Sexual violence is an attempt to obtain a sexual act, unwanted sexual comments or advances, against a person’s sexuality by any person regardless of their relationship to the victim, in any setting, at home or place of work. Sexual violence includes rape, attempted rape, sexual abuse, trafficking, forced early marriage and rape in marriage. Many of such cases occur between women and their male bosses at work. Sexual gratification is always expected from women before they can be promoted or given their due entitlements. When the woman concerned is unyielding to the inappropriate advances, rape and sexual abuses often occur. Rape cases has also been reported in schools against women and girls; in fact in some cases between the male lecturers and female students. It has also occurred between close relations such as father to daughter, uncle to niece and so on. The aftermaths of rape on women is extremely painful and last for a life time. It is a moment of bitterness, emotional torture and grieve for the victim who are often women and girls. In South Africa, one out of four women had been raped or sexually assaulted one time or the other. The resultant effect of sexual violence often leads to depression and suicide if not properly managed. Also, victims of rape are at risk of unwanted pregnancy, post-traumatic stress disorder, HIV and other sexually transmitted diseases which can eventually lead to death.
Domestic violence is a type of GBV which occur within the family. It may involve violence against an intimate partner (spouse) usually women. This violence usually don’t start abruptly, it is a gradual process that occur over the years with the women trying to endure and tolerate the various abuses until when it becomes unbearable. In some cases, domestic violence often lead to sexual abuses or what is being referred to as rape in marriage. During these abuses, the other partner (husband) usually inflict bodily injury on the wife using dangerous objects such as knifes, rope, broken bottles, acids and in rare cases, guns. It has also been reported that food poisoning are employed to carry out this nefarious act against humanity in an attempt to evade suspicion. Lack of love, greed and mutual respect within the family are the major causes of domestic violence. Sometimes, the wide age differences between the spouses coupled with low level of exposures on how to handle family issues are always responsible for this menace in our society.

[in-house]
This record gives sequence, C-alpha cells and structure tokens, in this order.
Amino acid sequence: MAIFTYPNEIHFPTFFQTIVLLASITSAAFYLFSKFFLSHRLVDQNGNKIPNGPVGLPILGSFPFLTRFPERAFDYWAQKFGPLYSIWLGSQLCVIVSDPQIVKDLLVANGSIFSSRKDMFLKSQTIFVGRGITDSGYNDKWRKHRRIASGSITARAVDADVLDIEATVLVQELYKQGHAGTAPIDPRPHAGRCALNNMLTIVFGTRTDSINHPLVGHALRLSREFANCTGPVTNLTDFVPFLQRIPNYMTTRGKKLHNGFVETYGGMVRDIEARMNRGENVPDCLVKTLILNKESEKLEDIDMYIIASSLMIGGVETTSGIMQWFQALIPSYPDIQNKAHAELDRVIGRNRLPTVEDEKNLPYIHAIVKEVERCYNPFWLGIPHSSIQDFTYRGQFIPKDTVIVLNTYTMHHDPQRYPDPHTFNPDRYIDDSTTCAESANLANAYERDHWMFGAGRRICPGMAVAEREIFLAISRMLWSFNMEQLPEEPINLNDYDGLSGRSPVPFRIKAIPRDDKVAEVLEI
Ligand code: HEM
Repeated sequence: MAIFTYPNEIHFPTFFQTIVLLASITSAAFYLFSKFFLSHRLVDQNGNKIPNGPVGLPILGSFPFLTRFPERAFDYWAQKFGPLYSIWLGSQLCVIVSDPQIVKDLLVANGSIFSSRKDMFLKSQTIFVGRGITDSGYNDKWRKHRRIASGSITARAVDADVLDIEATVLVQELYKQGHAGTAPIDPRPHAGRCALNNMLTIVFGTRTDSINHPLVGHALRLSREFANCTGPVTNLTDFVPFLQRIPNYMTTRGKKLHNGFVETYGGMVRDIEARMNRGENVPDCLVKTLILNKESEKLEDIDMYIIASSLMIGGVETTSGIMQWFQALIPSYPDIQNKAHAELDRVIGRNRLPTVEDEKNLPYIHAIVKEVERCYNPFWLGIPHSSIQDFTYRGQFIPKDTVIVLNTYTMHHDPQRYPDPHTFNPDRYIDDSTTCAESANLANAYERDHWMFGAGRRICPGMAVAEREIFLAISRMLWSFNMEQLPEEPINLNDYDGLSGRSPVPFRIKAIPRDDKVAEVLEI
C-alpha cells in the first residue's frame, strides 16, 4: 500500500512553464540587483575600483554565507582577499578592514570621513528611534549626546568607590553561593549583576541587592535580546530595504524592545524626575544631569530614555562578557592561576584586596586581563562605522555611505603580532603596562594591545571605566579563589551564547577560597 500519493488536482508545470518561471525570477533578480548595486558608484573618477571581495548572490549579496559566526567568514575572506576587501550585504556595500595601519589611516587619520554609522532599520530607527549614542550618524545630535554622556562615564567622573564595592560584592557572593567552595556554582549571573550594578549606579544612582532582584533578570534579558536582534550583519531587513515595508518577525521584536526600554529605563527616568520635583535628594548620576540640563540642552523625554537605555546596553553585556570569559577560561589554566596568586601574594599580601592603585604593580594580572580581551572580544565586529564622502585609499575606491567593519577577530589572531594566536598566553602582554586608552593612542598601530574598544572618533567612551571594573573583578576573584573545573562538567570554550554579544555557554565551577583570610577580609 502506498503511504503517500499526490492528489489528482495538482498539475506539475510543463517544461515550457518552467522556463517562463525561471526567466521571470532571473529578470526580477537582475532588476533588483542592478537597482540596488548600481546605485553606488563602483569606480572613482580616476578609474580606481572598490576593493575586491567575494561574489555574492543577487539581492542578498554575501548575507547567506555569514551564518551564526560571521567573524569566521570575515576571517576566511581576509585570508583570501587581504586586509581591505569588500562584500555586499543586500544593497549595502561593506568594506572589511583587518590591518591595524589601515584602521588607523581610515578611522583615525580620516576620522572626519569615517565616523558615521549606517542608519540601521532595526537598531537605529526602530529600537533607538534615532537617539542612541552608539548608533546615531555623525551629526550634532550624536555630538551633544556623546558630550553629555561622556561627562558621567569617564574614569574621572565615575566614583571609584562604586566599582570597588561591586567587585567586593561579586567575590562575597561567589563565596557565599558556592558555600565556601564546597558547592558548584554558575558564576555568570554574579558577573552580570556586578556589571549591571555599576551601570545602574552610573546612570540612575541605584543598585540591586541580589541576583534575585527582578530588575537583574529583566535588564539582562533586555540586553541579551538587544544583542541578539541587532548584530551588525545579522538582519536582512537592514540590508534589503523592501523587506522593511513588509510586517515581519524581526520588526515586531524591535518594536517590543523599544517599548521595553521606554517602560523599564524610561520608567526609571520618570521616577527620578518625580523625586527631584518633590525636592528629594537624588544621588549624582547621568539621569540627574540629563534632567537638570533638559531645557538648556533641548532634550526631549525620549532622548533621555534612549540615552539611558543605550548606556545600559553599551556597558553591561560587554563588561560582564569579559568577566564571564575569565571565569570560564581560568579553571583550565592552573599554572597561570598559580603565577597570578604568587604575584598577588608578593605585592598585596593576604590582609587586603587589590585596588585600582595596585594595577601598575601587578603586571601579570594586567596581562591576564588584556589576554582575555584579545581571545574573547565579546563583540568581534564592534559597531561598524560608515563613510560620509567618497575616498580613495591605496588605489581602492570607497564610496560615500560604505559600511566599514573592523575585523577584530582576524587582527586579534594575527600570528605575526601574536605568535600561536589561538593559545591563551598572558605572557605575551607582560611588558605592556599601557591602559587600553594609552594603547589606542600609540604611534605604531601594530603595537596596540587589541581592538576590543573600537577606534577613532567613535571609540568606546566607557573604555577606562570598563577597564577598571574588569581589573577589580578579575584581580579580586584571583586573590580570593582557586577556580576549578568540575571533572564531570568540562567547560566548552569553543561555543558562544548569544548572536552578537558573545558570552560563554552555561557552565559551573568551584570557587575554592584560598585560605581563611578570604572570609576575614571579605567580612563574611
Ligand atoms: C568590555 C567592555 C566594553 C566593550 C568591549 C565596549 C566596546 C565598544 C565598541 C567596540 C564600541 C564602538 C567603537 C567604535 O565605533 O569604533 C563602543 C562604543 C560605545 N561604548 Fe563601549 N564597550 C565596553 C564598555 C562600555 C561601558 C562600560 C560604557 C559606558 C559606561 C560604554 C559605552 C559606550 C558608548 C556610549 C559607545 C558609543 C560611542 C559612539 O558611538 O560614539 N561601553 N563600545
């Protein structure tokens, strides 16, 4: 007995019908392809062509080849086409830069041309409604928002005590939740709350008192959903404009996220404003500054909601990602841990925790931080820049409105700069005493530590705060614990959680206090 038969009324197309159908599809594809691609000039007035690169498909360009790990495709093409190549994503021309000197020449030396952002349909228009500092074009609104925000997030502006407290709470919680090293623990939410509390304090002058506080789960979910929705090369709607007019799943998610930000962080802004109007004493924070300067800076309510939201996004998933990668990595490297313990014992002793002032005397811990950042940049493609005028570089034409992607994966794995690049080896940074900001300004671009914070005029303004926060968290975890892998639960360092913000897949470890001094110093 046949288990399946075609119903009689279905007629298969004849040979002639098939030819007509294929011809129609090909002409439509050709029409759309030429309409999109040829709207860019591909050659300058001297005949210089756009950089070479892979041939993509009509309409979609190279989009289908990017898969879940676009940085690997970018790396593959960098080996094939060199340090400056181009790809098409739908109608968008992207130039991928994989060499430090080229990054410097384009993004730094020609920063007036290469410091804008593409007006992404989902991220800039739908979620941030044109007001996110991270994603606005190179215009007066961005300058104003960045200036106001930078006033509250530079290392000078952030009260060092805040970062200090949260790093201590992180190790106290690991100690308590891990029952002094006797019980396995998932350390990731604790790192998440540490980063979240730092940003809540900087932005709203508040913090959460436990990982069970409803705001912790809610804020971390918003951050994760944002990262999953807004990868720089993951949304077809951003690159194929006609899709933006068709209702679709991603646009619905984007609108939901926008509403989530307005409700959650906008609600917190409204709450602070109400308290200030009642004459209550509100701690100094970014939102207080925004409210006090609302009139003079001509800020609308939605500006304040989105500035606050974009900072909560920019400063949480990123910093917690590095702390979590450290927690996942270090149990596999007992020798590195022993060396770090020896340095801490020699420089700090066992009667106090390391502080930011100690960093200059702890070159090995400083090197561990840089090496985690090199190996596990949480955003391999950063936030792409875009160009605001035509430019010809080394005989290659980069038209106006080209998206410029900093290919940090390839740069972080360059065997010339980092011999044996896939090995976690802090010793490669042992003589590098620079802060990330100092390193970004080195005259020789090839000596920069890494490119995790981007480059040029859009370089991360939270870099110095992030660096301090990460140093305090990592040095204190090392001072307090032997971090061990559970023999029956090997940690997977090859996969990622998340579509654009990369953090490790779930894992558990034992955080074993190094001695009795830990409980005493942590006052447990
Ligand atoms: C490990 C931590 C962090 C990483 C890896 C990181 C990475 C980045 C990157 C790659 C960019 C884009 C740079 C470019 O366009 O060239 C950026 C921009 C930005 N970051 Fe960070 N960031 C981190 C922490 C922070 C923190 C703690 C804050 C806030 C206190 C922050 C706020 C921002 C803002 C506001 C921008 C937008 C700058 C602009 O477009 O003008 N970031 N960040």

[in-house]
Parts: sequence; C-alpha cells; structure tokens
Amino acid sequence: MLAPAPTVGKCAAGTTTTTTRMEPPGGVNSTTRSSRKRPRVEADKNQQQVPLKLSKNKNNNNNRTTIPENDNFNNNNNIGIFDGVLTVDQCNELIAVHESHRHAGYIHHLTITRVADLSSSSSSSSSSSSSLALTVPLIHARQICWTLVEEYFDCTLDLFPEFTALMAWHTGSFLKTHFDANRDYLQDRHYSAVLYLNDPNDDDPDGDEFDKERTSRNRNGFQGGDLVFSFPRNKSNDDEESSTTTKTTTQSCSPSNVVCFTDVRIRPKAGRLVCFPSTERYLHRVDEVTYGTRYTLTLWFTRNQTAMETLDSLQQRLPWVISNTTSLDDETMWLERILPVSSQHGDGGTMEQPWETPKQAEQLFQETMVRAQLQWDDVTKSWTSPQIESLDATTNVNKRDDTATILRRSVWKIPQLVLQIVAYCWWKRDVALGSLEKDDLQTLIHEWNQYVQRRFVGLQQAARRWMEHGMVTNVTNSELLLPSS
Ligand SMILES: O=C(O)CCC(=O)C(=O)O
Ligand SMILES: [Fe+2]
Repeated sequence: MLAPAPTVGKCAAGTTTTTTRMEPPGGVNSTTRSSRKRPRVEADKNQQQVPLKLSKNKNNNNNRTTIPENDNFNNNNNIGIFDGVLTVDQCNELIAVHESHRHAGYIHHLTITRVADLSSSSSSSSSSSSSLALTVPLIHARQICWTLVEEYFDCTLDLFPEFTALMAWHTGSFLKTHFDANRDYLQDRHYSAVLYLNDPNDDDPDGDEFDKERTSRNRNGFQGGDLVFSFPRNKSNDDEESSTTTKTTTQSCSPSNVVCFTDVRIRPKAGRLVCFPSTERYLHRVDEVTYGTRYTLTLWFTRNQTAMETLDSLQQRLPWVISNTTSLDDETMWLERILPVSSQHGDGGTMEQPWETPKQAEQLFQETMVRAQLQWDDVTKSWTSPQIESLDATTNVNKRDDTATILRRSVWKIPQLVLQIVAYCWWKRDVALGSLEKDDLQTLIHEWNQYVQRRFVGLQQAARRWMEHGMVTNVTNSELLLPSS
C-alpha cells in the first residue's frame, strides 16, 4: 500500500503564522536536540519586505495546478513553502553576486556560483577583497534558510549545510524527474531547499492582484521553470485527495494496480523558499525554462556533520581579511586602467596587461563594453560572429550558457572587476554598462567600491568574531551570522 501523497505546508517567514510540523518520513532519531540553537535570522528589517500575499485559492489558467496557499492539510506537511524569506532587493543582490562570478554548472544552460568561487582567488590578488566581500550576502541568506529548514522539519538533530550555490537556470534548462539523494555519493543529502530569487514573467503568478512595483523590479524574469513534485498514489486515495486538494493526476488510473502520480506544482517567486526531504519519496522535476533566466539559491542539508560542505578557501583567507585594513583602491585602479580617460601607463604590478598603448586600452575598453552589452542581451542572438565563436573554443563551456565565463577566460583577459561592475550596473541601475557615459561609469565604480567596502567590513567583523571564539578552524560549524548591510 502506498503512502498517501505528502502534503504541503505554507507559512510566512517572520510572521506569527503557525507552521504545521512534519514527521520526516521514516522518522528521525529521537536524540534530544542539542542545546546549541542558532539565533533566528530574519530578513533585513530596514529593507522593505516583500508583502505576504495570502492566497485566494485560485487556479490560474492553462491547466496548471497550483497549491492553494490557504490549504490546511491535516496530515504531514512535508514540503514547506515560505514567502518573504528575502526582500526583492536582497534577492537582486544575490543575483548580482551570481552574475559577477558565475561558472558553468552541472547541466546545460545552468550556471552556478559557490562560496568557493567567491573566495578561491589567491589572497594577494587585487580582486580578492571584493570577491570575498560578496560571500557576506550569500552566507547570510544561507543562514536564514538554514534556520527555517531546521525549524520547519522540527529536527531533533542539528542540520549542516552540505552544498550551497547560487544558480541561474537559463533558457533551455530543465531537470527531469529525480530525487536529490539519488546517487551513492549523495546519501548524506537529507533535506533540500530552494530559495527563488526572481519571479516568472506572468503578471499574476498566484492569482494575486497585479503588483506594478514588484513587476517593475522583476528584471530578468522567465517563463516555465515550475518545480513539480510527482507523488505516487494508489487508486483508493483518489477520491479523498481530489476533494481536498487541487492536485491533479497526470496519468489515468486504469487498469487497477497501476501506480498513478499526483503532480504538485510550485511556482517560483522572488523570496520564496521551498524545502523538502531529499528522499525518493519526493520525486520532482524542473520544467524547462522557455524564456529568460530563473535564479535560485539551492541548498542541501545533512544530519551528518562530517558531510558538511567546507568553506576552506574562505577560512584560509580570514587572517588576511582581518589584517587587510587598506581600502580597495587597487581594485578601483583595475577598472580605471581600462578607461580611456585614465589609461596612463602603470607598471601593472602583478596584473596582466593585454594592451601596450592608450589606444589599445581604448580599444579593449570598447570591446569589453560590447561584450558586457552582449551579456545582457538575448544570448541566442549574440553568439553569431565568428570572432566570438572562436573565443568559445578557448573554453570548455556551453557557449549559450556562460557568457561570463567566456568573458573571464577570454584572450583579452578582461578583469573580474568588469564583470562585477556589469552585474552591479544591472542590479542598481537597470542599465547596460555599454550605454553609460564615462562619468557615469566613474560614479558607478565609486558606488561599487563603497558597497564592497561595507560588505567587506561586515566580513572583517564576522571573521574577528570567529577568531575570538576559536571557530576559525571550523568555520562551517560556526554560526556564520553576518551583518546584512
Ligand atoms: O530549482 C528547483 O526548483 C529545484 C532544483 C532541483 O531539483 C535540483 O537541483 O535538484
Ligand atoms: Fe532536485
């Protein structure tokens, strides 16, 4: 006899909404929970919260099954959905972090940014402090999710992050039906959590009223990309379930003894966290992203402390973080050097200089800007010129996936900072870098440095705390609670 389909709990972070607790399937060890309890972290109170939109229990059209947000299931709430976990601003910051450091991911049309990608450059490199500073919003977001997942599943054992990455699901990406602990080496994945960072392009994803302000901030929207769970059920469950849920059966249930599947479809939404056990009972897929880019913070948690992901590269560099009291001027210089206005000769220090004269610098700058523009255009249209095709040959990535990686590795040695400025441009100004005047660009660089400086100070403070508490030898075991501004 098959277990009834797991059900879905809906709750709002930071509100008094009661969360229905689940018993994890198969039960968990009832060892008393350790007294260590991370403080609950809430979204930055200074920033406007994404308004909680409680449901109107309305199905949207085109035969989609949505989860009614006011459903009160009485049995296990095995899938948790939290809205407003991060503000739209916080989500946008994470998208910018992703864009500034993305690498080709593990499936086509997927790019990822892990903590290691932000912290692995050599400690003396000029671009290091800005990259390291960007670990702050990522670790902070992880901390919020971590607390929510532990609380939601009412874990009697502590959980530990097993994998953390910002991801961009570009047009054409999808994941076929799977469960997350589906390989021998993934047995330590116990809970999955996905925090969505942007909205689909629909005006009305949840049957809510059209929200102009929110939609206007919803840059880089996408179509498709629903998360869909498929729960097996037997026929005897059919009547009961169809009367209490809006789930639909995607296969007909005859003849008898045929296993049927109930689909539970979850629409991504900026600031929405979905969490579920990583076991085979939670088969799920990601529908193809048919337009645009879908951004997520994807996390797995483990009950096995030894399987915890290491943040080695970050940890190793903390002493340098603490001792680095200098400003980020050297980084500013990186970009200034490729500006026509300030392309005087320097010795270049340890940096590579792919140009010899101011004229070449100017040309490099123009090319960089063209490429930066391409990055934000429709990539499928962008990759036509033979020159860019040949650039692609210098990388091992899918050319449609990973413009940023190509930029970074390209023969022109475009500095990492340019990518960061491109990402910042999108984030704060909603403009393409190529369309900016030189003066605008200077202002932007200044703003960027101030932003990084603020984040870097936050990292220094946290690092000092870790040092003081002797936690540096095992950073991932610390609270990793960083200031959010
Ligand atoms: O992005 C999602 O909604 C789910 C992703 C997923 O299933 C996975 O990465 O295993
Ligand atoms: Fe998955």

Emotional violence involves a psychological torture usually on the part of the woman. This type of violence are usually common in homes and can also occur in the secular spheres. It is much more predominant than imagined. At work place, women are usually believed to be less intelligent and lack the capability or capacity to take up certain responsibilities. This create a low self-esteem and results in emotional attacks most especially when such duties are within the range of their competences. Emotional violence are very critical because it sometimes result in a state of despondency. If not checked or adequate measures taken in good time, such a person may slip into depression characterized by various health issues that can ultimately lead to death.